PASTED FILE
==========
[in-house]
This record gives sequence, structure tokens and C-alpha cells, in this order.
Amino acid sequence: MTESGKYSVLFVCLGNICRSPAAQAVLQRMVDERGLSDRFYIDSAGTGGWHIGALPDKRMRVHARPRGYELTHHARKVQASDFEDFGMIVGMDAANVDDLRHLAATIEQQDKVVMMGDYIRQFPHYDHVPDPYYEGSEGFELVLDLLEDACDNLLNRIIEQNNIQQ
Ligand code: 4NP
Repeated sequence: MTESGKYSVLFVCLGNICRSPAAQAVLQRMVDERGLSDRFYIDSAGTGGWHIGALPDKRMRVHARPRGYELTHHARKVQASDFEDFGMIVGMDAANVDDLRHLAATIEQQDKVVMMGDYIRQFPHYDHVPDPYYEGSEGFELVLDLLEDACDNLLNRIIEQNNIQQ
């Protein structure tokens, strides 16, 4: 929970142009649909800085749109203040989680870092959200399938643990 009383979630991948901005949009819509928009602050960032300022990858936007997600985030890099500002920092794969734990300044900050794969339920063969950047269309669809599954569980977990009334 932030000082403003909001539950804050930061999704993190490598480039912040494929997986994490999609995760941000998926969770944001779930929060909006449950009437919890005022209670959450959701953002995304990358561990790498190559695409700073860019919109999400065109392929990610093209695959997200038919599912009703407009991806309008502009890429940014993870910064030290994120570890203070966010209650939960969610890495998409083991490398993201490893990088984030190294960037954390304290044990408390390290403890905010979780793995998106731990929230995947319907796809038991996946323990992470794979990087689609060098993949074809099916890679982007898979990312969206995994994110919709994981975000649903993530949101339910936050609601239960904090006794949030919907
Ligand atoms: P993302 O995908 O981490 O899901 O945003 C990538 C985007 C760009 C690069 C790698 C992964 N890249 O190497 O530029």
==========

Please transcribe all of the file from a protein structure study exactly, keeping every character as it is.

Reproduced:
[in-house]
This record gives sequence, structure tokens and C-alpha cells, in this order.
Amino acid sequence: MTESGKYSVLFVCLGNICRSPAAQAVLQRMVDERGLSDRFYIDSAGTGGWHIGALPDKRMRVHARPRGYELTHHARKVQASDFEDFGMIVGMDAANVDDLRHLAATIEQQDKVVMMGDYIRQFPHYDHVPDPYYEGSEGFELVLDLLEDACDNLLNRIIEQNNIQQ
Ligand code: 4NP
Repeated sequence: MTESGKYSVLFVCLGNICRSPAAQAVLQRMVDERGLSDRFYIDSAGTGGWHIGALPDKRMRVHARPRGYELTHHARKVQASDFEDFGMIVGMDAANVDDLRHLAATIEQQDKVVMMGDYIRQFPHYDHVPDPYYEGSEGFELVLDLLEDACDNLLNRIIEQNNIQQ
């Protein structure tokens, strides 16, 4: 929970142009649909800085749109203040989680870092959200399938643990 009383979630991948901005949009819509928009602050960032300022990858936007997600985030890099500002920092794969734990300044900050794969339920063969950047269309669809599954569980977990009334 932030000082403003909001539950804050930061999704993190490598480039912040494929997986994490999609995760941000998926969770944001779930929060909006449950009437919890005022209670959450959701953002995304990358561990790498190559695409700073860019919109999400065109392929990610093209695959997200038919599912009703407009991806309008502009890429940014993870910064030290994120570890203070966010209650939960969610890495998409083991490398993201490893990088984030190294960037954390304290044990408390390290403890905010979780793995998106731990929230995947319907796809038991996946323990992470794979990087689609060098993949074809099916890679982007898979990312969206995994994110919709994981975000649903993530949101339910936050609601239960904090006794949030919907
Ligand atoms: P993302 O995908 O981490 O899901 O945003 C990538 C985007 C760009 C690069 C790698 C992964 N890249 O190497 O530029």